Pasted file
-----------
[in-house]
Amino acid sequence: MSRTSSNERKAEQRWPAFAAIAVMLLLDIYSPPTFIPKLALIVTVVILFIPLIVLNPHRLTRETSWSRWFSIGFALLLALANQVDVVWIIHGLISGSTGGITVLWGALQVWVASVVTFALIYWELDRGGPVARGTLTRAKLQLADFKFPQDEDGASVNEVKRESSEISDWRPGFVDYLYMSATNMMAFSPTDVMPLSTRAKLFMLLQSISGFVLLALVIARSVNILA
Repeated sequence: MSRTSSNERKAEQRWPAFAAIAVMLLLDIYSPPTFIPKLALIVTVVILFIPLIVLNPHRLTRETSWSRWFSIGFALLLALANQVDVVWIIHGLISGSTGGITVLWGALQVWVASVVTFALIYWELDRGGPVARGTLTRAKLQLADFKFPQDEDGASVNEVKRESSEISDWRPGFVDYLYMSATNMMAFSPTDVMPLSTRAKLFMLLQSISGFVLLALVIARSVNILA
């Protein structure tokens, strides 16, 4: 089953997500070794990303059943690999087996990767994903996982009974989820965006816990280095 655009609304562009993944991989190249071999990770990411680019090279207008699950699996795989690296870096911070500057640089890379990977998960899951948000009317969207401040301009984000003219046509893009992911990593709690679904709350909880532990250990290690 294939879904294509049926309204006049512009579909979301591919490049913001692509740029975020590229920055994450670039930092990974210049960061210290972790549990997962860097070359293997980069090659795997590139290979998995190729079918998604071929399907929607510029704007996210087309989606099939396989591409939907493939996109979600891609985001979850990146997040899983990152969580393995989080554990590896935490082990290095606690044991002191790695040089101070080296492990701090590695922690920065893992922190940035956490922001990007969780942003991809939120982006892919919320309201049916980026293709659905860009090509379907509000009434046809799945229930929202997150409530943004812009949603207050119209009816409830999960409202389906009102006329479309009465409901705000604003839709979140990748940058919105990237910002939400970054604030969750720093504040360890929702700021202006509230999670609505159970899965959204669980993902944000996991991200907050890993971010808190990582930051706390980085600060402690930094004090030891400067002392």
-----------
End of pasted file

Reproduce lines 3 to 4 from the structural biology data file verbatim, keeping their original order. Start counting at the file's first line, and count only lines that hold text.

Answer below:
Repeated sequence: MSRTSSNERKAEQRWPAFAAIAVMLLLDIYSPPTFIPKLALIVTVVILFIPLIVLNPHRLTRETSWSRWFSIGFALLLALANQVDVVWIIHGLISGSTGGITVLWGALQVWVASVVTFALIYWELDRGGPVARGTLTRAKLQLADFKFPQDEDGASVNEVKRESSEISDWRPGFVDYLYMSATNMMAFSPTDVMPLSTRAKLFMLLQSISGFVLLALVIARSVNILA
């Protein structure tokens, strides 16, 4: 089953997500070794990303059943690999087996990767994903996982009974989820965006816990280095 655009609304562009993944991989190249071999990770990411680019090279207008699950699996795989690296870096911070500057640089890379990977998960899951948000009317969207401040301009984000003219046509893009992911990593709690679904709350909880532990250990290690 294939879904294509049926309204006049512009579909979301591919490049913001692509740029975020590229920055994450670039930092990974210049960061210290972790549990997962860097070359293997980069090659795997590139290979998995190729079918998604071929399907929607510029704007996210087309989606099939396989591409939907493939996109979600891609985001979850990146997040899983990152969580393995989080554990590896935490082990290095606690044991002191790695040089101070080296492990701090590695922690920065893992922190940035956490922001990007969780942003991809939120982006892919919320309201049916980026293709659905860009090509379907509000009434046809799945229930929202997150409530943004812009949603207050119209009816409830999960409202389906009102006329479309009465409901705000604003839709979140990748940058919105990237910002939400970054604030969750720093504040360890929702700021202006509230999670609505159970899965959204669980993902944000996991991200907050890993971010808190990582930051706390980085600060402690930094004090030891400067002392």